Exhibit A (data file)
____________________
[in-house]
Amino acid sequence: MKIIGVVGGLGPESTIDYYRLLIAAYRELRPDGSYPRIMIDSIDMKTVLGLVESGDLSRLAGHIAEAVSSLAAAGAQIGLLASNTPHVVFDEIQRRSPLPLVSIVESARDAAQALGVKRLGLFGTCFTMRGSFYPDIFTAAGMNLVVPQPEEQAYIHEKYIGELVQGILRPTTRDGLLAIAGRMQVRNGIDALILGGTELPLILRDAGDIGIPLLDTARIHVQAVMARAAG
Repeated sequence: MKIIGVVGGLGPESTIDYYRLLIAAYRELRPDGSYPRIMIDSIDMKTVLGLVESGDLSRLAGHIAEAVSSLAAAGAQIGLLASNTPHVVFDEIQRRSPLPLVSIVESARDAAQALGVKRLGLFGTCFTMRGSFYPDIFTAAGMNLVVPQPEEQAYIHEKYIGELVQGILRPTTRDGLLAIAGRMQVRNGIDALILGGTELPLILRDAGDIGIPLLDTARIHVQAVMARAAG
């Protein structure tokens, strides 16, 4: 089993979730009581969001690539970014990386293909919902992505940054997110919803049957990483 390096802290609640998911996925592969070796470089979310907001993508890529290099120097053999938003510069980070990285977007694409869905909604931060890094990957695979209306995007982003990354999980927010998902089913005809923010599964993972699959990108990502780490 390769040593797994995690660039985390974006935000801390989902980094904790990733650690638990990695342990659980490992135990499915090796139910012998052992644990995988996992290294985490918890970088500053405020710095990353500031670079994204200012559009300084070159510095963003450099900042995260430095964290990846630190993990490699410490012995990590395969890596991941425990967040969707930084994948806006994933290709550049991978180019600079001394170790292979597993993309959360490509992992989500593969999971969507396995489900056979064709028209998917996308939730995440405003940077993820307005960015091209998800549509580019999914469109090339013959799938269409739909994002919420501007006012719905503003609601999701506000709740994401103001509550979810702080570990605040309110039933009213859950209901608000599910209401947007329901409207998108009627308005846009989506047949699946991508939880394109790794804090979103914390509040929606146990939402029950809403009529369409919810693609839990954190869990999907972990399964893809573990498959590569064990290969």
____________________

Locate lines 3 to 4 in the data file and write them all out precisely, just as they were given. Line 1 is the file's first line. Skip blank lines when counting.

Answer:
Repeated sequence: MKIIGVVGGLGPESTIDYYRLLIAAYRELRPDGSYPRIMIDSIDMKTVLGLVESGDLSRLAGHIAEAVSSLAAAGAQIGLLASNTPHVVFDEIQRRSPLPLVSIVESARDAAQALGVKRLGLFGTCFTMRGSFYPDIFTAAGMNLVVPQPEEQAYIHEKYIGELVQGILRPTTRDGLLAIAGRMQVRNGIDALILGGTELPLILRDAGDIGIPLLDTARIHVQAVMARAAG
């Protein structure tokens, strides 16, 4: 089993979730009581969001690539970014990386293909919902992505940054997110919803049957990483 390096802290609640998911996925592969070796470089979310907001993508890529290099120097053999938003510069980070990285977007694409869905909604931060890094990957695979209306995007982003990354999980927010998902089913005809923010599964993972699959990108990502780490 390769040593797994995690660039985390974006935000801390989902980094904790990733650690638990990695342990659980490992135990499915090796139910012998052992644990995988996992290294985490918890970088500053405020710095990353500031670079994204200012559009300084070159510095963003450099900042995260430095964290990846630190993990490699410490012995990590395969890596991941425990967040969707930084994948806006994933290709550049991978180019600079001394170790292979597993993309959360490509992992989500593969999971969507396995489900056979064709028209998917996308939730995440405003940077993820307005960015091209998800549509580019999914469109090339013959799938269409739909994002919420501007006012719905503003609601999701506000709740994401103001509550979810702080570990605040309110039933009213859950209901608000599910209401947007329901409207998108009627308005846009989506047949699946991508939880394109790794804090979103914390509040929606146990939402029950809403009529369409919810693609839990954190869990999907972990399964893809573990498959590569064990290969």